There are no sustainable diamonds in nature. Mined diamond are a finite resource, and their extraction takes a social and environmental toll. Dillon Marsh, a photographer from Cape Town whose work often explores the intersection between social and environmental issues, explores this reality with projects like “For What It’s Worth.”  Marsh often photographs abandoned gold, copper and diamond mines to showcase their long-term impact on the landscape. 

In Diamond Aren’t Forever I, Marsh turns his camera towards the small towns that grow around diamond mines,  suggesting that their impermanence is further proof the negative effects of mining.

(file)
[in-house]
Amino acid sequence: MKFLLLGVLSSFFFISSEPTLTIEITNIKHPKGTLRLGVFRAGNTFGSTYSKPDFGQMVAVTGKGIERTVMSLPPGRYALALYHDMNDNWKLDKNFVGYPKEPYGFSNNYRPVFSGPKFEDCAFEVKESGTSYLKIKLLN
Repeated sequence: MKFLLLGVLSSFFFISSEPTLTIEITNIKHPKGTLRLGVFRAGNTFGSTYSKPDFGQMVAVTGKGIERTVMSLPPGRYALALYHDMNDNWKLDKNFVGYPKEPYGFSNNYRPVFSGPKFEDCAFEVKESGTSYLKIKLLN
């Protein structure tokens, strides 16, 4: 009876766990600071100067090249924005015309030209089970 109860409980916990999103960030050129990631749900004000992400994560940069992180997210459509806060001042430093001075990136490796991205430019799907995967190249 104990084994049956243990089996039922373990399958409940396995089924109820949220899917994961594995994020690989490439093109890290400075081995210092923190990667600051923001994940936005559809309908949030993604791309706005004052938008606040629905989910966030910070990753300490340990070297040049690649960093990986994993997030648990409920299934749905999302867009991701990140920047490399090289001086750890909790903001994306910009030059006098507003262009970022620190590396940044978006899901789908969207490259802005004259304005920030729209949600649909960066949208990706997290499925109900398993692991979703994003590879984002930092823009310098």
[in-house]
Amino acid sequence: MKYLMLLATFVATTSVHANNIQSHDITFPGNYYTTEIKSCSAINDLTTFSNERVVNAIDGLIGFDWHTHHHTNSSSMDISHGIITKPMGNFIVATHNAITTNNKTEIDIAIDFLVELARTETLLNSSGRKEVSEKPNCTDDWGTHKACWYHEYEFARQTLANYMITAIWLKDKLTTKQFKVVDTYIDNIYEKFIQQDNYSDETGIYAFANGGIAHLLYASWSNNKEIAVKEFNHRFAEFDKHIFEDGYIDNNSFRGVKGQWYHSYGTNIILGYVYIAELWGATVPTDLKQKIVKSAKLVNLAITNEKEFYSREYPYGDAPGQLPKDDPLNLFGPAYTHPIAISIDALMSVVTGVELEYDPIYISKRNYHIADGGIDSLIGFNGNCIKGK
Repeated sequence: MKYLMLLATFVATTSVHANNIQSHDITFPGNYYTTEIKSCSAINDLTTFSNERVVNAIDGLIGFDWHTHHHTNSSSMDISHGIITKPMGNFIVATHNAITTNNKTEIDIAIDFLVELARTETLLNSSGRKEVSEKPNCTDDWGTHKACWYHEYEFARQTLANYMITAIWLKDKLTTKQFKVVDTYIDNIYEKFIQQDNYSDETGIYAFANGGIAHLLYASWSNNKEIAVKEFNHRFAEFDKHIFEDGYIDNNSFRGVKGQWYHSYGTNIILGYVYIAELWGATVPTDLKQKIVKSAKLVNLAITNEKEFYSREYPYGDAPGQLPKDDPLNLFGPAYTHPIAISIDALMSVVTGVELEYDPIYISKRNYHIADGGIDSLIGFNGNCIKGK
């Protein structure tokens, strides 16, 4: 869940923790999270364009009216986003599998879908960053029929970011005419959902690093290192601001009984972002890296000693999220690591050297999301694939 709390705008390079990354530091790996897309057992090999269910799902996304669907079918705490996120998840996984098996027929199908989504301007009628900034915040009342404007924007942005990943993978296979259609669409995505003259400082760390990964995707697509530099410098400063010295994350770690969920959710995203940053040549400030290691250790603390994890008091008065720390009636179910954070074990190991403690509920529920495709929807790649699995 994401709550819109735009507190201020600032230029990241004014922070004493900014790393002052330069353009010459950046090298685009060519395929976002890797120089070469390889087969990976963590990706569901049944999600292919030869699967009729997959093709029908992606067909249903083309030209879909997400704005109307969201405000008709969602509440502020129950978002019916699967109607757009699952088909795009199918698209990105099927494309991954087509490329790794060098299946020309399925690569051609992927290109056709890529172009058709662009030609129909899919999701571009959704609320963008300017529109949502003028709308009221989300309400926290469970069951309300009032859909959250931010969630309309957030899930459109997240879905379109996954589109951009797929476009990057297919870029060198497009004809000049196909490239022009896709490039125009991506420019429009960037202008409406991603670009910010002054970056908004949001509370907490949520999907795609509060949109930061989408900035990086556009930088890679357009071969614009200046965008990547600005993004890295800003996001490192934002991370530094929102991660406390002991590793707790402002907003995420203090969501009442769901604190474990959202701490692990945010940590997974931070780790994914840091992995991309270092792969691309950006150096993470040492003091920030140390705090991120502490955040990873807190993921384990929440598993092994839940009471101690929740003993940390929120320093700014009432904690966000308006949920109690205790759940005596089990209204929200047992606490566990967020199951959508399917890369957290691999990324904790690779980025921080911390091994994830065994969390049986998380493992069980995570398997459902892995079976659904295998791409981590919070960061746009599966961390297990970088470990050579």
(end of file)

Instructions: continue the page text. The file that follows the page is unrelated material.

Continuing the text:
“Declining yields of diamond ore in the mining areas of the Diamond Coast of South Africa and Namibia have forced the mines to retrench large numbers of workers in recent years. The small towns that service the mines are now showing signs of neglect as residents leave to find work elsewhere. In the Namibian town of Oranjemund, houses lie empty and unused, their gardens gradually laid bare by the harsh, arid climate.”

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